Political correctness will mask the truth like like a Hollywood make-up artist masks a pimple. The Prophet (SAWS) spoke wisely, but he did not adhere to the politically correct status quo of the society in which he was raised. Tawheed (monotheism), by nature, resists political correctness because it assigns supreme will and final authority to the word of Allah and assigns all other words beside it to a secondary station. The only people with complete and unconditional authority to speak on the Lords behalf are His Prophets and in the case of Muslims, the Prophet Muhammad (SAWS).
These realities alone make political correctness incompatible with moral correctness in any absolute sense. Now does what I just said mean that we should not use wisdom in our words, or not follow rules of civility, and use good speech in how we express ourselves? Absolutely not. Allah says” “invite to the path of your Lord with wisdom and good rhetoric”. In order to move ahead spiritually, we have to speak religious truths according to scripture whether they are politically correct or not. Truth according to orthodox Muslim belief is not, and cannot be subject to the constraints of human beings, nor society.
If the Prophet (SAWS) were alive today, people, even some Muslims would probably label him controversial, even radical. During the time that the lived (SAWS), he was called worse than that, but the Prophet (SAWS) was never described, or thought of as, politically correct. The word Islam, which for fourteen-hundred years has meant submission to Allah, now simply means peace in the minds of many Muslims, and as articulated in modern-day Muslim nomenclature. When people understood Islam to mean submission, they associated the word with action and doctrine beholden to a higher authority; Allah.
When people, Muslims included, understand Islam simply as peace, it devaluates Islam from a world faith resulting from revelation and renders it into a simple human trait that requires no action but is instead characterized as passivity and inaction. It takes doing something to be a Muslim, but it takes doing nothing to be peaceful. This not so subtle lexical lunge into la la land regarding the word Islam is just one casualty of modern-day political correctness. The religion of Islam is built upon divine truths, not politically engineered truisms.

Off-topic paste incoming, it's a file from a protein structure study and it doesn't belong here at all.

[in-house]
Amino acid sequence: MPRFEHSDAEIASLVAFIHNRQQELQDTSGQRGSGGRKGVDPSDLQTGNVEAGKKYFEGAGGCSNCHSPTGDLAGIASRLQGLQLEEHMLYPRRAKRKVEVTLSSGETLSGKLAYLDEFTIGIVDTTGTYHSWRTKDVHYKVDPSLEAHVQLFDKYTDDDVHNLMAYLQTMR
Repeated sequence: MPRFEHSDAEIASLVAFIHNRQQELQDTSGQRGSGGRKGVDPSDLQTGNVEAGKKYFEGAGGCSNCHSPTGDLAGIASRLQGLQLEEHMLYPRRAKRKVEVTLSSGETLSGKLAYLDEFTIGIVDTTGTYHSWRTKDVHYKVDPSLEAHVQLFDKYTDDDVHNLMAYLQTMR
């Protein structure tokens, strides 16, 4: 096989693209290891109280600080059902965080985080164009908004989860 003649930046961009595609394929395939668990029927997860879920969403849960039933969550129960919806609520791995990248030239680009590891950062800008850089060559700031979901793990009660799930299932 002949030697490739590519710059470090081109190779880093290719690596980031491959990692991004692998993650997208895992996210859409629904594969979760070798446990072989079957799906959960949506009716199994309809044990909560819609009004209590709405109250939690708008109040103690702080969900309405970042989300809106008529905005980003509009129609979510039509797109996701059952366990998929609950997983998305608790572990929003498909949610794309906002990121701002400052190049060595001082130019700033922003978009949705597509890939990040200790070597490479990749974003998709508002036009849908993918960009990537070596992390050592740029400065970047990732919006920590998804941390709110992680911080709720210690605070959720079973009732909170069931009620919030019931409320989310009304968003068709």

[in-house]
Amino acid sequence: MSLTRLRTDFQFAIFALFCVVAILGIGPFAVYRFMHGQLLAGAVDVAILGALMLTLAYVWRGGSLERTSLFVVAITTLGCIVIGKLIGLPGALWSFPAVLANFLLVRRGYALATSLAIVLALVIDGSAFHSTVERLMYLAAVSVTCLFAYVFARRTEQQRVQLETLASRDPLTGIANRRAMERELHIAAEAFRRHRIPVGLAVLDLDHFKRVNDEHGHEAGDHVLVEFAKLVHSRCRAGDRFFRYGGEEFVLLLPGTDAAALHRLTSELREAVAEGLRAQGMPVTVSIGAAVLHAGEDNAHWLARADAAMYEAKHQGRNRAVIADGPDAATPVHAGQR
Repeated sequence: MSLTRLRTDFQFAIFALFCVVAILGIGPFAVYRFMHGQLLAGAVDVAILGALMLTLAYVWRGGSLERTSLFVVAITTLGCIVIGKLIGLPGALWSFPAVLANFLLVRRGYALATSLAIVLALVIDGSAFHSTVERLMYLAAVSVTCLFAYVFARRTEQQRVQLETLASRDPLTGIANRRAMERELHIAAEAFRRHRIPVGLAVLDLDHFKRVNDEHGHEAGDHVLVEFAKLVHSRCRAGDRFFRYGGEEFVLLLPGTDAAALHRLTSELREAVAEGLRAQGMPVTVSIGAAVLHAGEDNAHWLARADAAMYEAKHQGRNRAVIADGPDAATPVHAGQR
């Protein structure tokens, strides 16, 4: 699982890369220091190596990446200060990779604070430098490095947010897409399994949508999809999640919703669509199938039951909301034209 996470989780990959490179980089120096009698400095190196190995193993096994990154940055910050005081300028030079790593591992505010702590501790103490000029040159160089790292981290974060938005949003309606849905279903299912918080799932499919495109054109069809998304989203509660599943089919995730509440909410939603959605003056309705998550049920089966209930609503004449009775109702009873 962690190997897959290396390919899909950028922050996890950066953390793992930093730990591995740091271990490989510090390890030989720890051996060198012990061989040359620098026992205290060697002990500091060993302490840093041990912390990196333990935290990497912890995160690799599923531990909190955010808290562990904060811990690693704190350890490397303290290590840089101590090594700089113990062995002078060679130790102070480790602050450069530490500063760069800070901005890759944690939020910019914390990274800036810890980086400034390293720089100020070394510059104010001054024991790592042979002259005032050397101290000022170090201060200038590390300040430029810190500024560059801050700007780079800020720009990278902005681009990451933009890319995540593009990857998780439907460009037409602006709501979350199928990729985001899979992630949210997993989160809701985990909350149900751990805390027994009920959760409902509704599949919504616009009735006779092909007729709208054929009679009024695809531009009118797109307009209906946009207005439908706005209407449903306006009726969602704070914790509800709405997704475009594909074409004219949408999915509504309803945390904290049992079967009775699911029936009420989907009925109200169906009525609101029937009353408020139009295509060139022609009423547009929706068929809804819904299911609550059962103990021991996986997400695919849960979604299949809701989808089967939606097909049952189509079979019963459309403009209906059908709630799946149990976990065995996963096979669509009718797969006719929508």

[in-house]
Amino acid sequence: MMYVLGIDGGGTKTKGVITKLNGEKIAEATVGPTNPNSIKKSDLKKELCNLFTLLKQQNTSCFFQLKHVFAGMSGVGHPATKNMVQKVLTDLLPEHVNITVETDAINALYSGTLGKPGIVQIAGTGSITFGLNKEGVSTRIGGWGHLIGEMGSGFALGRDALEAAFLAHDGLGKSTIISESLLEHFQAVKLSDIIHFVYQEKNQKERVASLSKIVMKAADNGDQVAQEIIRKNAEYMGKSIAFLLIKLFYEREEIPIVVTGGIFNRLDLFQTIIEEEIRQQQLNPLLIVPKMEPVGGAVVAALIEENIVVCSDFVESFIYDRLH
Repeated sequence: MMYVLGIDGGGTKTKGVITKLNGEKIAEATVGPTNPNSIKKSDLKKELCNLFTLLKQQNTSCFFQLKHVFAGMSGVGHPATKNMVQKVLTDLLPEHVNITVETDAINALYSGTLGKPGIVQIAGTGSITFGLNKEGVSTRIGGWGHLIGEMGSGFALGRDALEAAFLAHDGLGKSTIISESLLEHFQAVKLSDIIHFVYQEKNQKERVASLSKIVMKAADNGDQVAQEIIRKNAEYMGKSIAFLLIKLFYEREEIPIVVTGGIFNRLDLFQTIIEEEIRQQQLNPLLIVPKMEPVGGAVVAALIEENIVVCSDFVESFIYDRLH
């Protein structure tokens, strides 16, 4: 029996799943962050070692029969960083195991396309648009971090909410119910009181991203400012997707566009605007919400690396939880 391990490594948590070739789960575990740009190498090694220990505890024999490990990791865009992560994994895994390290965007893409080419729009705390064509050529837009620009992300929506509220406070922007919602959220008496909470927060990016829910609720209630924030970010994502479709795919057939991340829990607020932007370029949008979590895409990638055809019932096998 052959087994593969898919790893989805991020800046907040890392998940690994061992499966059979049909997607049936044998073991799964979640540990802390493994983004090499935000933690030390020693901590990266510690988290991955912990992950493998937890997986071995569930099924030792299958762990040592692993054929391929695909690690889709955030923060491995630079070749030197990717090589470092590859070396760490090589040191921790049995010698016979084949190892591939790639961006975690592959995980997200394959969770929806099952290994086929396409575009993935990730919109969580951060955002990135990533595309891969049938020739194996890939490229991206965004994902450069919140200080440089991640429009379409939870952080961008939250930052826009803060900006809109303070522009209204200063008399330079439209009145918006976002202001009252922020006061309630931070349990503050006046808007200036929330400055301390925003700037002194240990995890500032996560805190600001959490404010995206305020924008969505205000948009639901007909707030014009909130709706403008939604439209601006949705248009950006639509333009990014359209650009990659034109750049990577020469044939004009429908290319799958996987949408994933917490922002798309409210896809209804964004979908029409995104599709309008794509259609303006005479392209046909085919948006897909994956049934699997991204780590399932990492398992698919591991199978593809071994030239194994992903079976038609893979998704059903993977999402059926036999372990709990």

Imam Luqman Ahmad
American born Luqman Ahmad is a life long Muslim, and the son of converts to Islam. He is a writer, consultant, patriot, and author of the book; “Double Edged Slavery“, a book about how Black American Muslims and converts are marginalized in Muslim America. Imam Luqman Ahmad is is also a former executive committee member of the North America Imams Federation, a founding member of COSVIO, (the Council of Sacramento Valley Islamic Organizations), and the author of the book “The Devils Deception of the Modern day Salafiyyah Sect”, a detailed look at salafiyyism the ideology which forms the mindset of ISIS. He has written blog posts challenging ISIS, Anwar Awlaki, and BOKO Haram. imamluqman.wordpress.com. Currently he serves as an Associate Imam and resident Scholar at the Toledo Masjid al-Islam in Toledo, Ohio. The sentiments shared in this article are his own and not representative of any of his professional affiliations. He can be reached at email@example.com, You can also support his work through Cash App to: $abulaith2